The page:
• Only played professional football for seven seasons due to injury.
  • Considered one of the greatest running backs in NFL history.

Is Gale Sayers alive or dead?

  • Former American football player
  • Born on May 30, 1943
  • Played for Chicago Bears
  • Known as the “Kansas Comet”
  • Inducted into the NFL Hall of Fame in 1977
  • Suffered numerous injuries during his career
  • Retired in 1972 due to knee injury
  • Alive as of September 23, 2021
  • Passed away on September 23, 2020
  • Aged 77 at the time of his death

What were Brian Piccolo’s last words?

Brian Piccolo, a former American football player, expressed his disbelief about something to someone named Joy with his last words. He said, “Can you believe it, Joy? Can you believe this s***?” It’s not clear what exactly he was talking about.

Piccolo was known as a friend of Gale Sayers, another football player. Sayers referred to Piccolo as “Pic,” while Piccolo called Sayers “Black Magic.” The two had a close friendship that was unusual during the time period because Sayers was Black and Piccolo was White.

Piccolo actually encouraged Sayers during his early days in the game, despite being an established player. The two even roomed together during their careers. Piccolo was diagnosed with embryonal cell carcinoma during his career, and Sayers supported him throughout his treatment.

However, Piccolo ultimately passed away at the young age of 26 due to the disease. Upon his death, the Brian Piccolo Cancer Research Fund was established in his honor, which has raised millions of dollars toward cancer research.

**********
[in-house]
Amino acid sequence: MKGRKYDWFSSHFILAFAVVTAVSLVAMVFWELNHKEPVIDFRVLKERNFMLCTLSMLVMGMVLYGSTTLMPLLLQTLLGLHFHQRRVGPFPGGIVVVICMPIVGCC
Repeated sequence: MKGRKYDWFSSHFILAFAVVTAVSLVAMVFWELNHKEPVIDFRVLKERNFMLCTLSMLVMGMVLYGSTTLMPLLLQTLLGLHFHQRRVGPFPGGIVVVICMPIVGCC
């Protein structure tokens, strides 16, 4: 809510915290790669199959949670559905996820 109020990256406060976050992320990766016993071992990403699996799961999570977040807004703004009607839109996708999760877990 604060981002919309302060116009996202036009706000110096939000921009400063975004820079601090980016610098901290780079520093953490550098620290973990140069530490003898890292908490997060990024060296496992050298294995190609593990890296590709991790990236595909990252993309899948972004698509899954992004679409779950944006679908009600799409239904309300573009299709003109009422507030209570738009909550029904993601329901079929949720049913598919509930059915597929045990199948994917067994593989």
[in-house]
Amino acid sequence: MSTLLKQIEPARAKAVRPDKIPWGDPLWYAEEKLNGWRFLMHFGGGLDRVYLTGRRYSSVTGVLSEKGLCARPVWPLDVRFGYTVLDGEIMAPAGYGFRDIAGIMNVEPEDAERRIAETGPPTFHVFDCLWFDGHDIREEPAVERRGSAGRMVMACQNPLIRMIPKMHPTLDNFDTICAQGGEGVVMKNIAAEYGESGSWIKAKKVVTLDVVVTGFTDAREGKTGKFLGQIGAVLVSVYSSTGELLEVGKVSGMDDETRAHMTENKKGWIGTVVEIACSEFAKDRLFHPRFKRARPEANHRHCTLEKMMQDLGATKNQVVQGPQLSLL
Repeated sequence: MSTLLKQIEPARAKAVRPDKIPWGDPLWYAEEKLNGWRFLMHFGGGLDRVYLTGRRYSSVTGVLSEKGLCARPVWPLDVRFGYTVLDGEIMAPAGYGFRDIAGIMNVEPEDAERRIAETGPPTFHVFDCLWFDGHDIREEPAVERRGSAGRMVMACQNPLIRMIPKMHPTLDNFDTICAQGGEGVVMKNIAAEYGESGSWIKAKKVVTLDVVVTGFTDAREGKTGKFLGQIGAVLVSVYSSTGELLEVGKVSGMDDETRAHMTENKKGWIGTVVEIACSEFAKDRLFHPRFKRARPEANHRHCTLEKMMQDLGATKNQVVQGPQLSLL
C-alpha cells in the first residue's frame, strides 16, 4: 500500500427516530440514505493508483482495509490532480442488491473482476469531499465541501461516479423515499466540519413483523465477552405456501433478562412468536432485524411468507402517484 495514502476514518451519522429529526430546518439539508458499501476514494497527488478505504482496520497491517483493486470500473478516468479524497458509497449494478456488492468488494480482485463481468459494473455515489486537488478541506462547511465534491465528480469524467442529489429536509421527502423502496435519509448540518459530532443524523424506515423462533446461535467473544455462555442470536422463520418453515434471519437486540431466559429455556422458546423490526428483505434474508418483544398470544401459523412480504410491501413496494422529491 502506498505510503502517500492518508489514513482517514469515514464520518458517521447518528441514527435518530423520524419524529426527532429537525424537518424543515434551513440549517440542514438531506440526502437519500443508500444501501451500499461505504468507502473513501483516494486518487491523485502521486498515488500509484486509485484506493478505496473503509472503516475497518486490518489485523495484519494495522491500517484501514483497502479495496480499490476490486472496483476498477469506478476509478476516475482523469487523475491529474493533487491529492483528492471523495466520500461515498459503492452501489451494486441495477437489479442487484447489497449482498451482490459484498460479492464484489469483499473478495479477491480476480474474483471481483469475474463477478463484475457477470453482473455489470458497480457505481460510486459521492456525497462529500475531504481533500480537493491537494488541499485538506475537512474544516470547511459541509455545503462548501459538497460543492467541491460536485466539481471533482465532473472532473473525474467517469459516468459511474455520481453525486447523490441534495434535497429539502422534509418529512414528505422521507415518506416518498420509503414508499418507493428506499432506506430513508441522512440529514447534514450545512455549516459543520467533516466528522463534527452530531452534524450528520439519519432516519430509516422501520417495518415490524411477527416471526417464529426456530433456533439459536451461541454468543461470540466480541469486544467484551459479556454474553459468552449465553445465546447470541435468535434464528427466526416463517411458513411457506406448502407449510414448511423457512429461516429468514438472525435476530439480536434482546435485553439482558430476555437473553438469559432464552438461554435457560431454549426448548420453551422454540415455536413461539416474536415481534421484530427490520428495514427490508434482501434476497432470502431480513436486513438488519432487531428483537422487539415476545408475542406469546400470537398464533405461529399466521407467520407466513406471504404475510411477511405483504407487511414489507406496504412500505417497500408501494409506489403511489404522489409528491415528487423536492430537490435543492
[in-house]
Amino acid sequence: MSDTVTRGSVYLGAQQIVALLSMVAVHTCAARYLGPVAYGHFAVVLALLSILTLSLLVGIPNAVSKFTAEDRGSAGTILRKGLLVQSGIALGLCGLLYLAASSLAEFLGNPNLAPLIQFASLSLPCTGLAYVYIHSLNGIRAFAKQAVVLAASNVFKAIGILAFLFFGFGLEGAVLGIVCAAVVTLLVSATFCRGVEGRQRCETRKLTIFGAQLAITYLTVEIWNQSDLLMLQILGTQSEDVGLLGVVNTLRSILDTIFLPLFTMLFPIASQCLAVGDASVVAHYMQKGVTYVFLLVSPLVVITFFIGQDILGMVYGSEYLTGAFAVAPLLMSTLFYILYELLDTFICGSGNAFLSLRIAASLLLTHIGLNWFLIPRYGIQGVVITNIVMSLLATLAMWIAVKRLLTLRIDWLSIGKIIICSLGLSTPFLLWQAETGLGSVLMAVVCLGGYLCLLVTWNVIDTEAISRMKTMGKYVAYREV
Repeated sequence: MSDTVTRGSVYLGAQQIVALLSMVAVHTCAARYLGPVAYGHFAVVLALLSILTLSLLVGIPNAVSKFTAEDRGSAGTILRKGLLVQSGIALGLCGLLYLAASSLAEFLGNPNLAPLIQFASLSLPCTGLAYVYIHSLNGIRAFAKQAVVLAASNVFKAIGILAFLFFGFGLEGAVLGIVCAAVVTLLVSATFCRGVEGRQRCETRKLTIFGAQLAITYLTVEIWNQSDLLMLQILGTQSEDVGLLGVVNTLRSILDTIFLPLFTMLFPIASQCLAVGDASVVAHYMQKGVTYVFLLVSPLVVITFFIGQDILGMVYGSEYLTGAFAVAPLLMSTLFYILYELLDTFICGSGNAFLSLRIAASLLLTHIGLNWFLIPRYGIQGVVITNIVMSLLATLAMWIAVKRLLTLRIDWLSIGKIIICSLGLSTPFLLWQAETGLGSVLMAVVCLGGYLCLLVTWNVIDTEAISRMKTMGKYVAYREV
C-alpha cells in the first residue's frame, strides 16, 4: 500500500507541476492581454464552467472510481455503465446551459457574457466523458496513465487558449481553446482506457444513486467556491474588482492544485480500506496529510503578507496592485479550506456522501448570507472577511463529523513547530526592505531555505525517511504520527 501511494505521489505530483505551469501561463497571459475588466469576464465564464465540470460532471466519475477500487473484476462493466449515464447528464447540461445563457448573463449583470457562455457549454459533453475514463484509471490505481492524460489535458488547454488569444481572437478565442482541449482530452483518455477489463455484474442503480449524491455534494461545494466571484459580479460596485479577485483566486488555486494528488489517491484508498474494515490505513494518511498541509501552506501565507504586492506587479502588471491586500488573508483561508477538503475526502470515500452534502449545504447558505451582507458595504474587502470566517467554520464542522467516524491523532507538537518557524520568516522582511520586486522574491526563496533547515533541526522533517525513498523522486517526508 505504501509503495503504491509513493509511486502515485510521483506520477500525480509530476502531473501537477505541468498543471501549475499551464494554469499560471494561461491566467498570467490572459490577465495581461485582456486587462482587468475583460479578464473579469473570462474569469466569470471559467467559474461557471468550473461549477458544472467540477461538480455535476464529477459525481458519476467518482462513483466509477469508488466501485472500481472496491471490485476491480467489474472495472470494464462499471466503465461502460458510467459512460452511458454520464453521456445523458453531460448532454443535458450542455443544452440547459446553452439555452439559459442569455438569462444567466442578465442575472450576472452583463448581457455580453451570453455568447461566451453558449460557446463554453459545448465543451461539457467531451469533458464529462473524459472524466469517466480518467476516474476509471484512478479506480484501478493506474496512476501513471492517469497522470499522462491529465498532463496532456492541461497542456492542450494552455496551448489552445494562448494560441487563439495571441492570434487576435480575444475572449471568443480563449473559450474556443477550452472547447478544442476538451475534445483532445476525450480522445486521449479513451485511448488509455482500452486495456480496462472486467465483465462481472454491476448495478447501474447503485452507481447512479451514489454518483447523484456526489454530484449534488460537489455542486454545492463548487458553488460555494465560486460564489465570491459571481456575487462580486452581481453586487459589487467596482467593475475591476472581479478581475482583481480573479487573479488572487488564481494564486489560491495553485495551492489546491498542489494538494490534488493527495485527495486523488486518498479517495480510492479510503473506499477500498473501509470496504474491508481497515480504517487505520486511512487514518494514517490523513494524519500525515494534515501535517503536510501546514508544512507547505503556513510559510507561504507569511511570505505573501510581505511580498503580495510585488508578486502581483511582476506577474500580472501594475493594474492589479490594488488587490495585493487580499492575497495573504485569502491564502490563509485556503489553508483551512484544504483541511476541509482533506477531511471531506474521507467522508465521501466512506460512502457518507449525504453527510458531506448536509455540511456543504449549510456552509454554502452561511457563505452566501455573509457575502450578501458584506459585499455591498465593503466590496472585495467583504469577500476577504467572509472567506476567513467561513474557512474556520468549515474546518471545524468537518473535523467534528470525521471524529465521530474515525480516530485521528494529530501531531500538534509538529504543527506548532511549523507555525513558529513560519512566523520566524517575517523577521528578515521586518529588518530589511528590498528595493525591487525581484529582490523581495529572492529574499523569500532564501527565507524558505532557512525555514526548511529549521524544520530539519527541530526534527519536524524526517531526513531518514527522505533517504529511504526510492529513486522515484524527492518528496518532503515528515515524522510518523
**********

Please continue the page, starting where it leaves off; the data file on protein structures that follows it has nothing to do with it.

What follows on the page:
To Recap

Gale Sayers was a legendary American football player born on May 30, 1943, in Wichita, Kansas, who died on September 23, 2020, in Wakarusa, Indiana at the age of 77. He was a halfback and return specialist for the Chicago Bears from 1965 to 1971.

He was a Consensus All-American at the University of Kansas where his jersey number, 48, has been retired. Sayers set an NFL record for most touchdowns in a season by a rookie, with 22 in 1965, and held the record for most all-purpose touchdowns in a single game, with six.

He was named to multiple NFL All-Decade and All-Time teams, and was inducted into both the Pro Football and College Football Halls of Fame.

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John Rizzo

I am a professional rugby player in the Washington DC-Baltimore area. I have been playing rugby for over 10 years and have had the opportunity to play in many different countries. I am also a coach for both youth and adult rugby teams. I graduated from Johns Hopkins University with a degree in Sports Management and Marketing. I am currently working on my MPA from American University and plan to pursue this career path after graduating next year. LinkedIn